Large planter pots make quite the statement when placed on sites with little to no space for landscaping. Implementing large containers with an assortment of overflowing flowers is eye-catching and can serve as a great focal point for your commercial site.
Believe it or not, there are rules to designing planter pots. You need to use flowers that look good in a pot (opposed to the ground), thrive under the same conditions, and have a tasteful color palette.Despite how great large planters look, plenty of things can go wrong. Here are some tips for creating the best planter pots on the block.
The right plant material for planter pots
There are a few things we keep in mind when choosing the right plant material for your pots. The most important aspect is environmental conditions; we use plants with the same water, soil, and sunlight requirements. Using plants that are cohesive will ensure a successful pot.
Space is another thing to consider. Plants will change shape as they grow. They will look very different a few months after they are installed. We don’t want your planter to look overcrowded, so we choose plants that won’t compete with one another.
Distinct Planter Pot Textures
We use lots of color and texture to make your planter stand out.
Color is huge when it comes to planters; the more, the better! Mixing bright and subtle colors, does an excellent job of attracting people’s attention. Instead of using different hues of one color, we add a variety of colors that work together.
There is a variety of flowers and leaves with textures that are waxy, shiny, fuzzy, or prickly. When we use multiple textures, you won’t have to worry about your plant material blending and looking too much alike.
The planter pot recipe: filler, spiller, and thriller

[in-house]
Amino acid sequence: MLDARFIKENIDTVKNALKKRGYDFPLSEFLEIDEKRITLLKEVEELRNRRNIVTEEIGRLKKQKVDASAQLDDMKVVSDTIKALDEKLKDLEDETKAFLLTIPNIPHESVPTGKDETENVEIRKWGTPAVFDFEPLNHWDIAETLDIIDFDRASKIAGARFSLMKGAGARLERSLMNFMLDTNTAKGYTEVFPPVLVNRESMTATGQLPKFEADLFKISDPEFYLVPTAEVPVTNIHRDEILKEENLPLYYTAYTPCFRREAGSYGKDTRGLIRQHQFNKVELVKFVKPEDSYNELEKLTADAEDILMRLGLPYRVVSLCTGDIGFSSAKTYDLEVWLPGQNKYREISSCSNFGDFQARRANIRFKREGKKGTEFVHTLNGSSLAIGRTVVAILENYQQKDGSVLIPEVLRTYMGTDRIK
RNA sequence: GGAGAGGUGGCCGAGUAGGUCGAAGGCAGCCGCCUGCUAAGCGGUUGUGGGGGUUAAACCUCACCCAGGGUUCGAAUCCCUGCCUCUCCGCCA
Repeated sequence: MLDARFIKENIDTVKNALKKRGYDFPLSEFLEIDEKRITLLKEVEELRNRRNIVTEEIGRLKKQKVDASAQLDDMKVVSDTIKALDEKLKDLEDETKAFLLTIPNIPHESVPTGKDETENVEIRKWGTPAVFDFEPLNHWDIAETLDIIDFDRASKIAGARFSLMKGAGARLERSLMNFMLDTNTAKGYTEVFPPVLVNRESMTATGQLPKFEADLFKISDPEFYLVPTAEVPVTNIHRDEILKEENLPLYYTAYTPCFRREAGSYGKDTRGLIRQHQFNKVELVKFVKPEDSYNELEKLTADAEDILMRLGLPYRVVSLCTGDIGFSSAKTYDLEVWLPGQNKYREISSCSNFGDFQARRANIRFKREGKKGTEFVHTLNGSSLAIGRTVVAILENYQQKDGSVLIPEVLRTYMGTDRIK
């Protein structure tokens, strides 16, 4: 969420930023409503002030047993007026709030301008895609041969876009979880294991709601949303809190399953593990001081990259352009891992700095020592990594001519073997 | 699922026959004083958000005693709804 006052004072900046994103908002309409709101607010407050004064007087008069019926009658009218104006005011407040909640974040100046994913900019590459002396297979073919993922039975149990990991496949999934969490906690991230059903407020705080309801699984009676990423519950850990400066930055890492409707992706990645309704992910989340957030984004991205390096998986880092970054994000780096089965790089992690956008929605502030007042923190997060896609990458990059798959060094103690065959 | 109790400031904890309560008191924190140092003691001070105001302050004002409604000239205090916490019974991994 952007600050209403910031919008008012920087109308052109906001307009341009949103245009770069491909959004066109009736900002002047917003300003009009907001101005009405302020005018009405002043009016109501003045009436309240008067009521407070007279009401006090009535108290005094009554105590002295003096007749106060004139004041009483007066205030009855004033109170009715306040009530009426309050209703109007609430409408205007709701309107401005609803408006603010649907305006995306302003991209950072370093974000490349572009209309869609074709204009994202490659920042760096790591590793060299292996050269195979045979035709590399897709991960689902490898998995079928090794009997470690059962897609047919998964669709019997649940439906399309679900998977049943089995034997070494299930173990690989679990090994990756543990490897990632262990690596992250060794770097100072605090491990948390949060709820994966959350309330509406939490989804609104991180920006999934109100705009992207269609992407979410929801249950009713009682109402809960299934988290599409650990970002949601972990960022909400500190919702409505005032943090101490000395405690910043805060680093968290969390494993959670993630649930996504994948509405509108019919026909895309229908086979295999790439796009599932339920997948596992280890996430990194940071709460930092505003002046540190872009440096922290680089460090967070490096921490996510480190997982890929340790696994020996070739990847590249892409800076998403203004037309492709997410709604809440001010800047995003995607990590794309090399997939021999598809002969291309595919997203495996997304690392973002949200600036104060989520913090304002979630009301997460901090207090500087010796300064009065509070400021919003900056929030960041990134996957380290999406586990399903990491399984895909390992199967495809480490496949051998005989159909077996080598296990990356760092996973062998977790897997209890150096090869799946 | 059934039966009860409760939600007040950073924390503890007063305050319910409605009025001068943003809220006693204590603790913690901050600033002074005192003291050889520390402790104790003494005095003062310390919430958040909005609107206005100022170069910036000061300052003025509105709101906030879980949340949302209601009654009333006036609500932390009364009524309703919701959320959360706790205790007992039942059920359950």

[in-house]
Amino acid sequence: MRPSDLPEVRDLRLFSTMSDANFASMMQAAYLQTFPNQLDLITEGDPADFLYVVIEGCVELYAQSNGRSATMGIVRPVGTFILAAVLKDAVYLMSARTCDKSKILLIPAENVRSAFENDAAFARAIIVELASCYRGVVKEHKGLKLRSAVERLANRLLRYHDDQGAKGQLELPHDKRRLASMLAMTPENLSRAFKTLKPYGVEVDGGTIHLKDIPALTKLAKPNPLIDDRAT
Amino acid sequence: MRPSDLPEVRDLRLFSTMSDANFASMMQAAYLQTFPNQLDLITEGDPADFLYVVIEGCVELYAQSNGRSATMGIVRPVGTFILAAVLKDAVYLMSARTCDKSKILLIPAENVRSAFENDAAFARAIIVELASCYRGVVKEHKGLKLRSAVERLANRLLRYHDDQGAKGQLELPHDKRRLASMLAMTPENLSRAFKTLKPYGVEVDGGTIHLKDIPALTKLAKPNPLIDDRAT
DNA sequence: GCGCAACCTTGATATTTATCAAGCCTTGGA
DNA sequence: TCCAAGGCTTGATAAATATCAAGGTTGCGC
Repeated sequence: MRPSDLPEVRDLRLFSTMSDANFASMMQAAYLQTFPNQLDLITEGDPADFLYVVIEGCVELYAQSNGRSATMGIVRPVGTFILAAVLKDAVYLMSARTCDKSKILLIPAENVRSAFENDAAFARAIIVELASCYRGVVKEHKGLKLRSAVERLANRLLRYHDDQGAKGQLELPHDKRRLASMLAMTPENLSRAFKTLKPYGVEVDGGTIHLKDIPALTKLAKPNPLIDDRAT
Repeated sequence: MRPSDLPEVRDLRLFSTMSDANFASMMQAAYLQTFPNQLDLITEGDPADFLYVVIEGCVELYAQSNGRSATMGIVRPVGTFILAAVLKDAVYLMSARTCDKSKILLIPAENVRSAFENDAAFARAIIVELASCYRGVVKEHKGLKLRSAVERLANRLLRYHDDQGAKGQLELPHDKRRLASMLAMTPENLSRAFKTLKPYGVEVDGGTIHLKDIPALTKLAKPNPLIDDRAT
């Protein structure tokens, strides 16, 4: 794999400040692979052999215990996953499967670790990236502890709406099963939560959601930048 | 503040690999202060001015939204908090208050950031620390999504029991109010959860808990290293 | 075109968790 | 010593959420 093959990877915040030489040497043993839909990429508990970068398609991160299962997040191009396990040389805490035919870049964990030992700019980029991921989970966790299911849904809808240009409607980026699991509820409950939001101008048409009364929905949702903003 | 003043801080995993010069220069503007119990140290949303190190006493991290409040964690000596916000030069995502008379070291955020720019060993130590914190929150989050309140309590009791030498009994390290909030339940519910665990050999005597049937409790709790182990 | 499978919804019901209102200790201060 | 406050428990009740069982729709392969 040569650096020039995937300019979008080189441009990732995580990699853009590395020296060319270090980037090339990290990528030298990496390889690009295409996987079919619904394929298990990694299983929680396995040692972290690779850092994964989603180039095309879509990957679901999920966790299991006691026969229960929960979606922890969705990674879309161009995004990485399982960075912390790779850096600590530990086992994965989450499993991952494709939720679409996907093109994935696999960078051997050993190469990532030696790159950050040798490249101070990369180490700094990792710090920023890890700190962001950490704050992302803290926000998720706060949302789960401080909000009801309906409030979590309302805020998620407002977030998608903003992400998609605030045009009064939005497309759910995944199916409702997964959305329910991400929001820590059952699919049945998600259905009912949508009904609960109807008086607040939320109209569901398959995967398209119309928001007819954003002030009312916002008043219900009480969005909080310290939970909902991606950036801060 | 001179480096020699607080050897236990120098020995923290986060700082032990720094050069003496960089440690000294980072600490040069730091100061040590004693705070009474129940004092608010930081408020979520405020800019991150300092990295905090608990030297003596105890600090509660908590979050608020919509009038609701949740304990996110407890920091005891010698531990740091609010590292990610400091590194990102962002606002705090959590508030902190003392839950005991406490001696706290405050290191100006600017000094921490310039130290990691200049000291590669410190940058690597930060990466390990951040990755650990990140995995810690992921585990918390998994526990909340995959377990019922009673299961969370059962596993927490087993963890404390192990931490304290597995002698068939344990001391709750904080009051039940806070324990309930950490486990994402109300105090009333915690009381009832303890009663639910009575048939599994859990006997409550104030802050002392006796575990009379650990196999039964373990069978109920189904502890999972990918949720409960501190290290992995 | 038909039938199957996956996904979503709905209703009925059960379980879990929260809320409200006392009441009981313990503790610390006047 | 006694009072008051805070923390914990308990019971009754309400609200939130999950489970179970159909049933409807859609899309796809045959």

You will always have an exceptional planter when we use this simple three-ingredient recipe: filler, spiller, and thriller.
Fillers are good for adding mass to the overall composition of the planter, they also add a textural contrast or colorful counterpoint. Examples of filler plants include begonias, coleus, impatiens, Persian shield, plectranthus, heliotrope, and dusty miller.
Spillers are excellent for creating a “waterfall” effect. These plants cascade over the side of the container, softening its edges and giving a more natural look. Some great spillers are: alternantheras, bacopas, golden creeping Jenny, helichrysum, sweet potato vines, or callibrachoa.
Thrillers are the star of the pot; they are tall, drawl the most attention and are typically vertical (upright). These typically have the most outstanding qualities.We often start planter pots with the thriller in the center, and build around it. Examples of exceptional thrillers include: fuschsia, canna, purple fountain grass, taros, calla pennisetum, or phormium.
Self-Watering Planter Pots
Using self-watering planters give your plants a better chance of looking good all season long. They also dissolve issues related to moldy roots or plant disease. Self-watering planters reserve water at the bottom of them, allowing the roots to soak up water when needed. This is very helpful in the summer, when the heat index is high.